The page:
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Houses of worship are trying to balance safety with their mission to welcome all


The siege of a Texas synagogue last weekend has houses of worship around the nation once again reviewing security measures. Today, more than 7,000 Jewish leaders gathered online to hear lessons learned from the FBI and from the rabbi who was held hostage. Hundreds of other leaders attended a training session on how to identify and respond to threats.

NPR's Tovia Smith has been following. She joins us now. And Tovia, this is intriguing. What was the key takeaway today?

TOVIA SMITH, BYLINE: Well, it was both a cautionary tale and, in other ways, a kind of textbook how-to. Synagogues, of course, were already well aware of the threat, and they know that sanctuaries are no longer the sanctuaries that they once were. But one critical caution here, as Rabbi Charlie Cytron-Walker told the group today - when he opened the door to the gunman, thinking the guy was in need, he saw no red flags.


CHARLIE CYTRON-WALKER: You know, like, the sense of nervousness - the darting around, the - like, those kinds of things that you might expect - he was calm. He was able to look me in the eye, so I didn't have a lot of suspicions.

SMITH: Earlier today, security experts were also offering more specialized instruction on how to make those assessments, and FBI Director Christopher Wray stressed the importance of the community as eyes and ears since terrorists, he says, are most likely now lone actors.


CHRISTOPHER WRAY: Which means there are a lot fewer dots, if you will, to connect, and that means that we all have to make sure that the one dot that maybe one of your members has is brought forward with the one dot that we might have so that we can disrupt the attack.

SMITH: Especially, security folks warned, since al-Qaida and others have been calling this hostage-taker inspirational.

KELLY: You know, I interviewed the rabbi on the program last night, and we talked about what unfolded once that man was inside and how Rabbi Charlie managed to throw a chair and get himself and the other congregants out safely. What are the lessons there?

SMITH: Well, what that's really doing is driving more focus to what they call right of boom. So left of boom is before things go bad. It's the prevention, like door locks and lighting and cameras and fencing and screening people.


SMITH: Right of boom is after all that fails, which generally falls along the lines of run, hide, fight, which is what the rabbi did, as you said he was able to do. There was also talk today of other tools, like panic buttons and emergency apps that connect immediately to help, and about more active shooter trainings for every congregant just like schools now do for every student. So the training is really everything from stop the intruder to stop the bleeding - literally, you know, how to tie tourniquets.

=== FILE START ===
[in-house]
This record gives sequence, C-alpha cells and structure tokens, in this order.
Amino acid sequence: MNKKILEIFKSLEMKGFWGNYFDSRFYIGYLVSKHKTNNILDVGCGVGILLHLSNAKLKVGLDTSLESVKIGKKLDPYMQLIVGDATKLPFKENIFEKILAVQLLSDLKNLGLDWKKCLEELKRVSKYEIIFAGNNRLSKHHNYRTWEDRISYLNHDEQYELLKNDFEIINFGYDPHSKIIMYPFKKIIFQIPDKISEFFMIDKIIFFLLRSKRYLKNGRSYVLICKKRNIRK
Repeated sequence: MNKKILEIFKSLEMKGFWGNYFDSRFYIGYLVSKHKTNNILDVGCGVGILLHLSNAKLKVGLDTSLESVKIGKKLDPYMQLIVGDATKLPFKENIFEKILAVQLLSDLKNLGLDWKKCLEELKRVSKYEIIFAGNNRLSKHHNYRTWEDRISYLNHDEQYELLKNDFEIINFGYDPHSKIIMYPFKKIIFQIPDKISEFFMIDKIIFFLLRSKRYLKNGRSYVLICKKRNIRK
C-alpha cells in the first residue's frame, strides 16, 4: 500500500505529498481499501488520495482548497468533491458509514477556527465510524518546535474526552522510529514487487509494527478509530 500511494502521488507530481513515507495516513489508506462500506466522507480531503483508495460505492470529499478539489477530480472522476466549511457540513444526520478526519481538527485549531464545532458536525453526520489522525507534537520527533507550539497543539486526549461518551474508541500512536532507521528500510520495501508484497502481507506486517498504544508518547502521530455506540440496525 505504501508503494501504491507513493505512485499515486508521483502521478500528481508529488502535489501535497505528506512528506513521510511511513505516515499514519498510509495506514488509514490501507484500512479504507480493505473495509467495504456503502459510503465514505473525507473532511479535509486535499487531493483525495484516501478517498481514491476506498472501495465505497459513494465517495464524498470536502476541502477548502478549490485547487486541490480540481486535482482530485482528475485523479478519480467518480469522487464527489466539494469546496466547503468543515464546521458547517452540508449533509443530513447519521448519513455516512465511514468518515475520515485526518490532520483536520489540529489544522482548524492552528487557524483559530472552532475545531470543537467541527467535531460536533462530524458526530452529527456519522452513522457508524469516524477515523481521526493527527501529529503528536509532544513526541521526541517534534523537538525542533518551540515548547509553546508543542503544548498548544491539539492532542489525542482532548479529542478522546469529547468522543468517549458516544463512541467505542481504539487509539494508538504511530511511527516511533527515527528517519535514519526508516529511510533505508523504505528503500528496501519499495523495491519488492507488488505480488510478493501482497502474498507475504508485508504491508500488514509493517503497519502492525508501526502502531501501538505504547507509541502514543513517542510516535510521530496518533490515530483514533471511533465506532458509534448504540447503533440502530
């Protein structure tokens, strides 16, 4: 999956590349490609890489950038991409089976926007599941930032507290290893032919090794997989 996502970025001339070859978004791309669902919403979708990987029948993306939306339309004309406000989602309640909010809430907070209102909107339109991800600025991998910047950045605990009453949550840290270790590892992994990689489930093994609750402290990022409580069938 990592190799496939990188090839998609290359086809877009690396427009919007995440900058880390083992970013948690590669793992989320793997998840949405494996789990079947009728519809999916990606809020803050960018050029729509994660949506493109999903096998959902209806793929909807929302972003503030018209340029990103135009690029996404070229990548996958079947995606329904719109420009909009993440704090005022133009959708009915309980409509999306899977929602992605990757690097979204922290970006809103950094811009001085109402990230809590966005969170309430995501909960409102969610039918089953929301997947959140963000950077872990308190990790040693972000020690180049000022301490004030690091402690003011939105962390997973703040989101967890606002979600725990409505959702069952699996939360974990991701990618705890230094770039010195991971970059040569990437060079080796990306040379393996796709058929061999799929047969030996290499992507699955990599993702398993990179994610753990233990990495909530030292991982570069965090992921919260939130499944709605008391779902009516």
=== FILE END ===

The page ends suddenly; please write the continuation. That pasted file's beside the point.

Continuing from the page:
KELLY: I mean, it all speaks to the tension that houses of worship have sadly been having to grapple with for years now - that very fine line between security and wanting to be open. Is that fine line shifting, Tovia?

SMITH: It varies. Some are resigning themselves to what they see as a new reality, where protecting lives just must trump everything else. Others fear that making synagogues feel more like fortresses would do more harm than good 'cause that's just incompatible with their mission. And some, like many - like Rabbi Elaine Zecher of Temple Israel in Boston, are trying to strike a balance.

ELAINE ZECHER: You know, Abraham and Sarah's tent was open from all four sides, and so we certainly have open doors - maybe not all of them.

SMITH: But Rabbi Zecher, I should say, was adamant that the more synagogues get vigilant about security, the more they also need to be vigilant about their messaging around openness - so stepping up signage, for example, or social media or greeters.

KELLY: Right.

SMITH: And one more balancing act I'll note - places, it was said today, need to make sure, yes, that strangers feel welcome to come in...

KELLY: Right.

SMITH: ...But they also need to make sure that congregants feel safe to come back because that's...

KELLY: All right.

SMITH: ...Critical to the mission, too.

KELLY: NPR's Tovia Smith reporting. Transcript provided by NPR, Copyright NPR.

Tovia Smith is an award-winning NPR National Correspondent based in Boston, who's spent more than three decades covering news around New England and beyond.